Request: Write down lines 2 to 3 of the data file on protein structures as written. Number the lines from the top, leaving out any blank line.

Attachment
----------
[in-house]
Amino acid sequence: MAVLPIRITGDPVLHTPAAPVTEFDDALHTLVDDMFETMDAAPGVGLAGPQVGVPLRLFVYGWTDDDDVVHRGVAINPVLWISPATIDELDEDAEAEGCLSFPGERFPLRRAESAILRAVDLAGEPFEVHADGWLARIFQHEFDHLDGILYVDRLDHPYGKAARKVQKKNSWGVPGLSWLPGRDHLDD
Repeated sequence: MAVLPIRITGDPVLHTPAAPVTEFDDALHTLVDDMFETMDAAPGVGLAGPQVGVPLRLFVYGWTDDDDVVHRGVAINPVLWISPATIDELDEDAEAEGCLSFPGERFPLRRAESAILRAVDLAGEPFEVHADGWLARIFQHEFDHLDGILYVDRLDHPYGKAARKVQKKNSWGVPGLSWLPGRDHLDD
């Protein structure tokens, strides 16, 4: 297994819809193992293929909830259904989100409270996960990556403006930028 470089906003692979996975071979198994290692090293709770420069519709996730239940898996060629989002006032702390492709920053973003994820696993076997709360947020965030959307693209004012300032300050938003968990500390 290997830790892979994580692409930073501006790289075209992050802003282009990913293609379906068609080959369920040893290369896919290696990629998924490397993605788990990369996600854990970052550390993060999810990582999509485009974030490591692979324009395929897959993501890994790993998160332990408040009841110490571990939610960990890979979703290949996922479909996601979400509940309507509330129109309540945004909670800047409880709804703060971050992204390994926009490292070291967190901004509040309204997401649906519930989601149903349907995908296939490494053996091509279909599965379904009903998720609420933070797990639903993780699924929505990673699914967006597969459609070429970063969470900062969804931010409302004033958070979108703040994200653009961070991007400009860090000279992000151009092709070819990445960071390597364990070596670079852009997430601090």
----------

Amino acid sequence: MAVLPIRITGDPVLHTPAAPVTEFDDALHTLVDDMFETMDAAPGVGLAGPQVGVPLRLFVYGWTDDDDVVHRGVAINPVLWISPATIDELDEDAEAEGCLSFPGERFPLRRAESAILRAVDLAGEPFEVHADGWLARIFQHEFDHLDGILYVDRLDHPYGKAARKVQKKNSWGVPGLSWLPGRDHLDD
Repeated sequence: MAVLPIRITGDPVLHTPAAPVTEFDDALHTLVDDMFETMDAAPGVGLAGPQVGVPLRLFVYGWTDDDDVVHRGVAINPVLWISPATIDELDEDAEAEGCLSFPGERFPLRRAESAILRAVDLAGEPFEVHADGWLARIFQHEFDHLDGILYVDRLDHPYGKAARKVQKKNSWGVPGLSWLPGRDHLDD